- Treatment Type
- Peritoneal Dialysis
- Marital Status
- Not at Home
- Work Status
- Poor Vision
Niki, 34, is a full-time student in Vanderbilt University's nursing practitioner program. Her schedule of classes, exams, and internships is busy and ever changing. "I have a new schedule each week," she said. Niki does it all—and still gets the dialysis she needs. How? She chose continuous cycling peritoneal dialysis (CCPD).
Switching from in-center dialysis
Niki started dialysis in 2005, not long after she learned that she had lupus. The lupus made her so sick that she was put on life support and her kidneys failed. She got her first dialysis in the ICU.
When she went home, Niki did hemodialysis (HD) three times a week at a clinic. "One of the nurses told me about PD," Niki reported. "She said she thought I might like the freedom." Niki agreed and began her training at the Fresenius Medical Care Vanderbilt home dialysis program.
"I didn't like hemo," Niki recalls. "I was tired all the time, and didn't feel well. Now, I don't feel any different than I did before my lupus. I have a lot of energy and can do what I want. There is no comparison."
Lots of flexibility
Being able to flex her routine to fit her changing schedule is one reasons Niki likes PD. "I do PD 7–9 hours a night, five or six times a week," she explained. "I have a goal of the total number of hours I need each week. Then I adjust it to fit my schedule." Niki uses a cycler to do PD exchanges while she sleeps at night. "I can change the number of exchanges and the length of the dwell times to get the treatment I need," she added.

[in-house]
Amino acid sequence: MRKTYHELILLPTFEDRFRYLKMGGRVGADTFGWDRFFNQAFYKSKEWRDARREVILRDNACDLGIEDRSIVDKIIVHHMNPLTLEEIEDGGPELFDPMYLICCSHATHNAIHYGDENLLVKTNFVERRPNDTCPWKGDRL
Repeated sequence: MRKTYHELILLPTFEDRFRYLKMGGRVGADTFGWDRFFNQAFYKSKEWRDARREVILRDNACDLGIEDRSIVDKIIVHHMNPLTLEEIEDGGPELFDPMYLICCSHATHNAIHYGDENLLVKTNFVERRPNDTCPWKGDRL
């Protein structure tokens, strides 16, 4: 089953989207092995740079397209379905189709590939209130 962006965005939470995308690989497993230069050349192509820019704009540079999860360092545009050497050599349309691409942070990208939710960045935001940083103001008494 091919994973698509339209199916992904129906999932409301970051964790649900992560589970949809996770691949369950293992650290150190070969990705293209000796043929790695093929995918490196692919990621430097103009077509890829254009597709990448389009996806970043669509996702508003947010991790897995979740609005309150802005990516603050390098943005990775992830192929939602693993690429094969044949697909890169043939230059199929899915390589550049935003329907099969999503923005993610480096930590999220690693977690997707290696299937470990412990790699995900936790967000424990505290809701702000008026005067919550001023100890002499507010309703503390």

Niki also enjoys a flexible diet. "My doctor is very good about working with me," she adds. "As long as my lab values are good, I can make my own choices about what I do, what I eat, and how much I drink. I have control over my own health with PD."
Niki learned to run her cycler and adjust the settings during her two-week training. She brought her dad to train with her (a partner was required by her center), but "he's never had to do a treatment," Niki noted.
She was "a little nervous" about doing home treatments at first, but Niki says it is "second nature" now. She does all her own cycler set-up, treatments, and supply management herself. "I live on my own," she explained; "my cycler is in my bedroom and my supplies are in the extra bedroom. It works out great."